A grandfather’s guilty plea adds another heartbreaking page to a horrific chapter in a family’s life.
On Thursday, the grandfather of a toddler who fell to her death on a cruise ship pleaded guilty to negligent homicide. A San Juan judge accepted Sam Anello’s plea. He is expected to be sentenced in December.
Sam was on a Royal Caribbean cruise with his family when the tragic accident occurred. He took his 18-month-old granddaughter, Chloe Wiegand, to a children’s play area on the cruise ship. He was holding her against the railing next to a bank of windows he believed to be closed.
Inexplicably, the windows were open. Chloe slipped from his grasp and fell more than 10 stories onto a concrete dock below. Chloe’s parents stand behind Sam, believing this to be an accident. They’re suing Royal Caribbean in a civil suit for Chloe’s preventable death.
Sam Anello is hoping to put this horrific chapter of his life behind him. The 51-year-old pleaded guilty to negligent homicide in the accidental death of his granddaughter, Chloe Wiegand. Sam and the family were on a Puerto Rican Royal Caribbean Cruise on July 8, 2019, when the incident occurred.
Sam brought Chloe into the children’s play area of the ship while it was docked in Puerto Rico. He picked Chloe up and was holding her against a railing near a window bay. He assumed the windows were all closed. All were, except the one he held Chloe in front of.
Chloe slipped from his grasp and fell out of the window. She fell over 11 stories down to a concrete dock below. Sam has claimed to be traumatized by the incident, especially as some questioned whether he did so intentionally.
“I was focused on Chloe the whole time I was with her,” he said in a February statement.
“As I walked with her I also saw that the ship deck was surrounded by a wall of glass. In my experience, any elevated public place I’ve been with that much glass has always been a protective barrier,” he continued.
“From my point of view, at the moment the accident happened, it was as if this wall of protective glass disappeared. I was in complete disbelief.”
“It was a nightmare of the likes I could never have imagined before,” he continued.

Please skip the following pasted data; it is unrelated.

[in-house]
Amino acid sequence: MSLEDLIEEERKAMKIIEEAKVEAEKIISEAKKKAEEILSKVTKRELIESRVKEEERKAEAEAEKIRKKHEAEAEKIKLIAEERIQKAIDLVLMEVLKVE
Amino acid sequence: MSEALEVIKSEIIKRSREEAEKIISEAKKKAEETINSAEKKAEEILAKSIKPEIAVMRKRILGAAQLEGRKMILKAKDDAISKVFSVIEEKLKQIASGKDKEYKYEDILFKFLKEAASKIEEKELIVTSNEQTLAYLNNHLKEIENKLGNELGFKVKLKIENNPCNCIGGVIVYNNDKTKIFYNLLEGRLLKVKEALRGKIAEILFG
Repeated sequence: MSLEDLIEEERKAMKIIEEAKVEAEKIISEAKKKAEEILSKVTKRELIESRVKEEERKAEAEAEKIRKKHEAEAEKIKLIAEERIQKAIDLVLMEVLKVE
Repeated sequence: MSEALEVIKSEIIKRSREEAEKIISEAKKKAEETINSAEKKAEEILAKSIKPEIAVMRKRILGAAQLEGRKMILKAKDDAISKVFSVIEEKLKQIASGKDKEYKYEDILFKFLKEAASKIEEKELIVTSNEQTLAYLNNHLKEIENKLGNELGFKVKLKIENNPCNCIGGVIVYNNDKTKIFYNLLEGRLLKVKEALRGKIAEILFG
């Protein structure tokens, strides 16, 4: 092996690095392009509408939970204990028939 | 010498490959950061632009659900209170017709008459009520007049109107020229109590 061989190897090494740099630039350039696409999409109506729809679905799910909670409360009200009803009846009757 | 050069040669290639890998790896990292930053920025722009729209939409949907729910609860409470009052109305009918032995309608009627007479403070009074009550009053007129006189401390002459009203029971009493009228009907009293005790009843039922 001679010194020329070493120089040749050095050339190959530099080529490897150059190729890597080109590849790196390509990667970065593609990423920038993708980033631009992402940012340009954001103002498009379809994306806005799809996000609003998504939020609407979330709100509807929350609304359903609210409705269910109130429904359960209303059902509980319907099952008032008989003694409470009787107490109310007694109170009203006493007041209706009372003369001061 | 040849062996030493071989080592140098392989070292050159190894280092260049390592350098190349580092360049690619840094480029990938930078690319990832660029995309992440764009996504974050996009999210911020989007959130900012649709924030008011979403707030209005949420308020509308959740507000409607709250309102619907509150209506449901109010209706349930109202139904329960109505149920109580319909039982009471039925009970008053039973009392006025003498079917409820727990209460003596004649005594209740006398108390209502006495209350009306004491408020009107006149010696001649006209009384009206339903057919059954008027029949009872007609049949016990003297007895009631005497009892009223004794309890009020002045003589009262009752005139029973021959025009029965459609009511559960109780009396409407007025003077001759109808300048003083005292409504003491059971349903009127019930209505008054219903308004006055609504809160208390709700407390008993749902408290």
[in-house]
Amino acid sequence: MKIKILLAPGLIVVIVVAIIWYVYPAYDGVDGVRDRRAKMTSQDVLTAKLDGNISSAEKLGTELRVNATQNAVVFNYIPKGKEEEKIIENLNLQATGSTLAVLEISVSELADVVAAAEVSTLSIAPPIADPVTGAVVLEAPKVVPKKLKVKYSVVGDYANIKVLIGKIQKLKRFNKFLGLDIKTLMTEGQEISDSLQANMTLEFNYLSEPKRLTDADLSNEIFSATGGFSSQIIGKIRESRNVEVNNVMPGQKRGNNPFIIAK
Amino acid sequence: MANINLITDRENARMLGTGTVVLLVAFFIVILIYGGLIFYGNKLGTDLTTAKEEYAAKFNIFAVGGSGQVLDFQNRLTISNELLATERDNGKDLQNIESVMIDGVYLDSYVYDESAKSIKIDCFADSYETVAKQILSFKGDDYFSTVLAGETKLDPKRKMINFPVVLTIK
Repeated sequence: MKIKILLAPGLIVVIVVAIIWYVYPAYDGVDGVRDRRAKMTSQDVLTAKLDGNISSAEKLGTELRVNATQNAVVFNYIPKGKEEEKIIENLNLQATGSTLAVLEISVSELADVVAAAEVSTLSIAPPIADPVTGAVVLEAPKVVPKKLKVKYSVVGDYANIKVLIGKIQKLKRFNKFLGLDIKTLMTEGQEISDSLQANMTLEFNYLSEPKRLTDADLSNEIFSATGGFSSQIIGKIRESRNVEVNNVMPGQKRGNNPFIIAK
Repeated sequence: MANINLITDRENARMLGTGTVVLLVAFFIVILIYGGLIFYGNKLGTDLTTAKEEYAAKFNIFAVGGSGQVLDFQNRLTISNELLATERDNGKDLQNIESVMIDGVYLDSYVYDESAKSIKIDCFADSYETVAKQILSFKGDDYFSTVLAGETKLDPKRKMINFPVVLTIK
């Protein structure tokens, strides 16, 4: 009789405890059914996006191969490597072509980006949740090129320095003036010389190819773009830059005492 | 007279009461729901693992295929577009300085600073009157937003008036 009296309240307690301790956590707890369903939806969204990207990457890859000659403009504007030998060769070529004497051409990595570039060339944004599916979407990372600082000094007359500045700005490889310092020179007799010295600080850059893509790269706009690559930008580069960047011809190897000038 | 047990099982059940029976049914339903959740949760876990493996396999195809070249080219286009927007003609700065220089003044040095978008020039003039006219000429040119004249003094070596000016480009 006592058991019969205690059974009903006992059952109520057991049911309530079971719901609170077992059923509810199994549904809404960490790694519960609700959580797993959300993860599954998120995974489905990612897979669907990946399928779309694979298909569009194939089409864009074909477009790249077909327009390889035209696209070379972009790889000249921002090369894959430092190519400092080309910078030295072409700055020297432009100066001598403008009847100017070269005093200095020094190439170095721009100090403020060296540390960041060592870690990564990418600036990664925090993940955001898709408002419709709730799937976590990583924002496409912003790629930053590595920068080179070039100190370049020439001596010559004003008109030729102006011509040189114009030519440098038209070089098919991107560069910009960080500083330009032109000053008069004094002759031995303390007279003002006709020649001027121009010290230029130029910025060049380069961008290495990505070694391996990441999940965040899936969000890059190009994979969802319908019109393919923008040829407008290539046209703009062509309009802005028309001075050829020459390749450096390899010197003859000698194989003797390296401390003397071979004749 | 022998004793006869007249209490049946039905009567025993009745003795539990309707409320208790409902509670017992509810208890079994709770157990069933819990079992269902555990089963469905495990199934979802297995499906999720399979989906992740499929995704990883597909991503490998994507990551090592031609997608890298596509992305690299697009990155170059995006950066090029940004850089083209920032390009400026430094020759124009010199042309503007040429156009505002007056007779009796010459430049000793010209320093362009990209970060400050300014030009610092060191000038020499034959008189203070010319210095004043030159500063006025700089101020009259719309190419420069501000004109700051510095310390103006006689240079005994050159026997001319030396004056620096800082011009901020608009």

“I wasn’t drinking and I wasn’t dangling her out of a window. I just wanted to knock on the glass with her as we did together so many times before. I was just so horribly wrong about our surroundings. I was placed in charge of keeping my beautiful granddaughter safe and I failed. It will always be a constant nightmare every day and every night for the rest of my life.”
The family has maintained that the incident was accidental. Chloe’s parents, Alan and Kimberly Wiegand, have stood behind Sam every step of the way. They believe that Royal Caribbean is responsible for allowing an unsafe environment as such to exist on the ship, Freedom of the Sea.
Alan and Kimberly have filed a civil suit against Royal Caribbean.
“We will continue the fight for justice for Chloe and to hold Royal Caribbean accountable for its brazen failure to follow the standards designed precisely to prevent children from falling out of windows,” family attorney Michael Winkleman said in a statement to People magazine.
In the process of that suit, they’ve disputed evidence Royal Caribbean claims makes it clear the cruise company is not at fault.
The family has argued that the cruise line is only using footage from select cameras in that area that supports its claims. It has produced stills from footage from two of the 13 cameras that captured the incident.
Royal Caribbean’s legal team says of Sam, “His actions, which no reasonable person could have foreseen, were reckless and irresponsible and the sole reason why Chloe is no longer with her parents.”
The attorney also spoke to Sam’s plea.
“This decision was an incredibly difficult one for Sam and the family, but because the plea agreement includes no jail time and no admission of facts, it was decided the plea deal is in the best interests of the family so that they can close this horrible chapter and turn their focus to mourning Chloe and fighting for cruise passenger safety by raising awareness about the need for all common carriers to adhere to window fall prevention laws designed to protect children from falling from windows,” he said.
Sam will be sentenced on December 10.
In agreeing to this plea with prosecutors, Sam will serve any probation time given at his South Bend, Indiana, home. Though it will end this painful ordeal for the family, they will continue to fight until cruise ships are safer for guests of all ages. The family hopes no one will ever have to go through what’s happened to them.